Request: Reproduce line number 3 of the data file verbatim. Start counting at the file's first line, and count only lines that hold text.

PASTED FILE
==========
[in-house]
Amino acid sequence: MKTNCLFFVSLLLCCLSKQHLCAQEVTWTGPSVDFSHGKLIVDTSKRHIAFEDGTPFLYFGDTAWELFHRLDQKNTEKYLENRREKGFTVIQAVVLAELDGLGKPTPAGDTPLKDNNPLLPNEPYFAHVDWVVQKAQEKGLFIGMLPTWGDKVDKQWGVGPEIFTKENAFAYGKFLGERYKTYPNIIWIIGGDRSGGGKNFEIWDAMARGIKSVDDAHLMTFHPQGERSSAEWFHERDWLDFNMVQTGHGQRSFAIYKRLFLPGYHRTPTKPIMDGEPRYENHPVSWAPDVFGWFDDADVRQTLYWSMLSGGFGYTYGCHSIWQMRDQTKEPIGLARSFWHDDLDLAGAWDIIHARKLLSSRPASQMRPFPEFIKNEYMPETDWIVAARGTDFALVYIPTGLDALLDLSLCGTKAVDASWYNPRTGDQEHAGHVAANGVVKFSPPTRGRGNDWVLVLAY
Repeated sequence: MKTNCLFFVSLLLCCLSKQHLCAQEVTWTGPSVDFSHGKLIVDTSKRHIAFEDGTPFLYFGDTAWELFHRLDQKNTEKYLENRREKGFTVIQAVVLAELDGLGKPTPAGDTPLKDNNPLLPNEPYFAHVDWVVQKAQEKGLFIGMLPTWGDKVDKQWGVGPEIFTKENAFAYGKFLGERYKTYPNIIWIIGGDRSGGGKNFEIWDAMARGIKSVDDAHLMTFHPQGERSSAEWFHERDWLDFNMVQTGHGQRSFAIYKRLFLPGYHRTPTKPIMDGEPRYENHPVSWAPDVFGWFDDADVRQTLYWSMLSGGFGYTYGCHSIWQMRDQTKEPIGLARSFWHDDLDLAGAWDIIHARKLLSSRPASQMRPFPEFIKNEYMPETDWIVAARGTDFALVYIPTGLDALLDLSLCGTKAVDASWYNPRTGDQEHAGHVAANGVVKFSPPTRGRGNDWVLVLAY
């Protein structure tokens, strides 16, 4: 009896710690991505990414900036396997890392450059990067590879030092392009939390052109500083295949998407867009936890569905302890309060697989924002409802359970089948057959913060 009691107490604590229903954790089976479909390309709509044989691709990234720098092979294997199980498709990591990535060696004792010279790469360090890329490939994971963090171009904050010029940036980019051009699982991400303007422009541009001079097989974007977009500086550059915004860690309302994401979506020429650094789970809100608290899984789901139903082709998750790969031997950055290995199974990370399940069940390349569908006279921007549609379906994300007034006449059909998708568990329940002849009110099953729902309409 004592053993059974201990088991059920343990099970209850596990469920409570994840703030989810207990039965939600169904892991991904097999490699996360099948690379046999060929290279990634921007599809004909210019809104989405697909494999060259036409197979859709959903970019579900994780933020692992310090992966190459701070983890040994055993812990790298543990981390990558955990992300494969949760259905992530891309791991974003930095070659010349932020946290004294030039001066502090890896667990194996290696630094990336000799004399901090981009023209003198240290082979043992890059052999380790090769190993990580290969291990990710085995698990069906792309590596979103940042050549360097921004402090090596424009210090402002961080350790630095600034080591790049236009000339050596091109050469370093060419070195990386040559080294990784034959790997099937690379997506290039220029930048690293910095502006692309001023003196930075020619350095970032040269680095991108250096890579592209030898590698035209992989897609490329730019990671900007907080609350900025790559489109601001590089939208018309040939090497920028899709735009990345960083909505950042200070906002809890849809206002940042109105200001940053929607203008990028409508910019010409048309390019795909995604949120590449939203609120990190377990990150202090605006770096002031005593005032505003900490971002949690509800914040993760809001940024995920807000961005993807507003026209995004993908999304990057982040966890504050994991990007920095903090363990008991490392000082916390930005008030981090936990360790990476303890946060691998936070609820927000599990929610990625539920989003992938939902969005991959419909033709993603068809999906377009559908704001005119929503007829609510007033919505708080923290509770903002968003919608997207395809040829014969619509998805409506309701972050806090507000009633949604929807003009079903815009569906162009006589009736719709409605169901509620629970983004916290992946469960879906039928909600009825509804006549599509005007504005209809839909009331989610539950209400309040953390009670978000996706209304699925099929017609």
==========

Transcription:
Repeated sequence: MKTNCLFFVSLLLCCLSKQHLCAQEVTWTGPSVDFSHGKLIVDTSKRHIAFEDGTPFLYFGDTAWELFHRLDQKNTEKYLENRREKGFTVIQAVVLAELDGLGKPTPAGDTPLKDNNPLLPNEPYFAHVDWVVQKAQEKGLFIGMLPTWGDKVDKQWGVGPEIFTKENAFAYGKFLGERYKTYPNIIWIIGGDRSGGGKNFEIWDAMARGIKSVDDAHLMTFHPQGERSSAEWFHERDWLDFNMVQTGHGQRSFAIYKRLFLPGYHRTPTKPIMDGEPRYENHPVSWAPDVFGWFDDADVRQTLYWSMLSGGFGYTYGCHSIWQMRDQTKEPIGLARSFWHDDLDLAGAWDIIHARKLLSSRPASQMRPFPEFIKNEYMPETDWIVAARGTDFALVYIPTGLDALLDLSLCGTKAVDASWYNPRTGDQEHAGHVAANGVVKFSPPTRGRGNDWVLVLAY